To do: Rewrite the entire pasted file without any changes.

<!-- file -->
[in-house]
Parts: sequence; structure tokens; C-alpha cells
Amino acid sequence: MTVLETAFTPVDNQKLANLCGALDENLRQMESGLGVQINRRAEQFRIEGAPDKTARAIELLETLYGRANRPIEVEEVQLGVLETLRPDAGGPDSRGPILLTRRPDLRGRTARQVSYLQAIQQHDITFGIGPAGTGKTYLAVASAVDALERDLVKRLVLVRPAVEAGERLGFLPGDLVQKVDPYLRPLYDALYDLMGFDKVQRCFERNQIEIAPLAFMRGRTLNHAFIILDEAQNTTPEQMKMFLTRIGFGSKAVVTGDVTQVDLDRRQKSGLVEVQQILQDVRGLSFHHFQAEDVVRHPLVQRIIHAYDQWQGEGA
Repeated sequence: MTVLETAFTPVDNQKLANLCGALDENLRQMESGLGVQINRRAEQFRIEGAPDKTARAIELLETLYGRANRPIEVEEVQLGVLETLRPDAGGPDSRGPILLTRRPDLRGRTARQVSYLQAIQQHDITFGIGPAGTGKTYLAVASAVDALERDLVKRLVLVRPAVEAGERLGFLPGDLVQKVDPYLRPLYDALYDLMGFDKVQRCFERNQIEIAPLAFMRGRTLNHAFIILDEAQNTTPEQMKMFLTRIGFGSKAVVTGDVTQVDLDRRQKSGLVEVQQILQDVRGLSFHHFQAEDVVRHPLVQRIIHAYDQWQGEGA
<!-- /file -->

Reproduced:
[in-house]
Parts: sequence; structure tokens; C-alpha cells
Amino acid sequence: MTVLETAFTPVDNQKLANLCGALDENLRQMESGLGVQINRRAEQFRIEGAPDKTARAIELLETLYGRANRPIEVEEVQLGVLETLRPDAGGPDSRGPILLTRRPDLRGRTARQVSYLQAIQQHDITFGIGPAGTGKTYLAVASAVDALERDLVKRLVLVRPAVEAGERLGFLPGDLVQKVDPYLRPLYDALYDLMGFDKVQRCFERNQIEIAPLAFMRGRTLNHAFIILDEAQNTTPEQMKMFLTRIGFGSKAVVTGDVTQVDLDRRQKSGLVEVQQILQDVRGLSFHHFQAEDVVRHPLVQRIIHAYDQWQGEGA
Repeated sequence: MTVLETAFTPVDNQKLANLCGALDENLRQMESGLGVQINRRAEQFRIEGAPDKTARAIELLETLYGRANRPIEVEEVQLGVLETLRPDAGGPDSRGPILLTRRPDLRGRTARQVSYLQAIQQHDITFGIGPAGTGKTYLAVASAVDALERDLVKRLVLVRPAVEAGERLGFLPGDLVQKVDPYLRPLYDALYDLMGFDKVQRCFERNQIEIAPLAFMRGRTLNHAFIILDEAQNTTPEQMKMFLTRIGFGSKAVVTGDVTQVDLDRRQKSGLVEVQQILQDVRGLSFHHFQAEDVVRHPLVQRIIHAYDQWQGEGA